BREWSTER, Ohio – An unusually bold case of fraud led a 91-year-old woman to hand over nearly $7,000 cash to a stranger at her door.
“She could have been kidnapped, pushed down, taken into the house, home invasion gone wrong,” said Brewster police detective Aaron Keener. “She could have been deprived of a lot more.”
Brewster police in Stark County said the victim was told her grandson was in jail in Canton and needed money to be released.
It started with a phone call Tuesday when police said a man called the victim claiming to be an attorney representing the grandson who needed $6,800 cash.
“The attorney called and gave strict instructions. ‘We want cash, not a check,’ and had requested she go to the post office and get a priority mailbox and then put the cash in the box, seal it and that a bondsman would be by to pick it up,” said Keener.
Police said the caller knew her grandson’s name and the type of vehicle he drove to make the fraud seem more realistic.
The man claiming to be an attorney also described the type of car the bondsman would later use to come to the victim’s home. Police shared a picture of what is believed to be a silver Ford Focus, captured near the house on Tuscarawas Avenue NW.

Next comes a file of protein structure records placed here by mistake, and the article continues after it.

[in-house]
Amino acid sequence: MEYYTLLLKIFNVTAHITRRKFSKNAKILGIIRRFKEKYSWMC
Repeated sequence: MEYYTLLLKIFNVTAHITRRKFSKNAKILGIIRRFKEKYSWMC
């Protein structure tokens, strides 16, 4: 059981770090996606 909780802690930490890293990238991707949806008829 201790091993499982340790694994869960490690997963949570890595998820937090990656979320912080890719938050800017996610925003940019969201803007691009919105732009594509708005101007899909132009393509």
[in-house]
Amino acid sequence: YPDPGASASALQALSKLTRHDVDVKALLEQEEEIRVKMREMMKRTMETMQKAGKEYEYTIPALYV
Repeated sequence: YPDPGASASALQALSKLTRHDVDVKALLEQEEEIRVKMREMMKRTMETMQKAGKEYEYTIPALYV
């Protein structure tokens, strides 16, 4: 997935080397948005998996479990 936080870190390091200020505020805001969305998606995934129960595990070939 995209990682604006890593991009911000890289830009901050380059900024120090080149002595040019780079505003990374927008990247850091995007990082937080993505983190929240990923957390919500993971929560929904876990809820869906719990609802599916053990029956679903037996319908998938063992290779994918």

“Obviously this is a ring,” said Keener. “The said bondsman, he’s probably a mule. He’s just the pickup, delivery guy. Most likely the reason why it was out in a priority box, he probably has a P.O. BOX or address where he will just mail the package off and then most likely retrieve payment from whoever is running this ring or operation.”
Police said they have not encountered an instance of fraud that escalated so fast, from seeking money over the phone to collecting cash in person the same day.
They urge others to be vigilant of scams and said this particular incident is rare and alarming.
“If you get a suspicious phone call, suspicious email, text message, contact your local authorities,” said Keener. “We can do various checks. We can contact the jail, the hospitals or just check the legitimacy… give advice on moving forward before you give any cash to anybody for anything.”
Keener said it’s possible the victim might have been tracked as she gathered the money in order to ensure she did not report the incident to police prior to the fake bondsman arriving.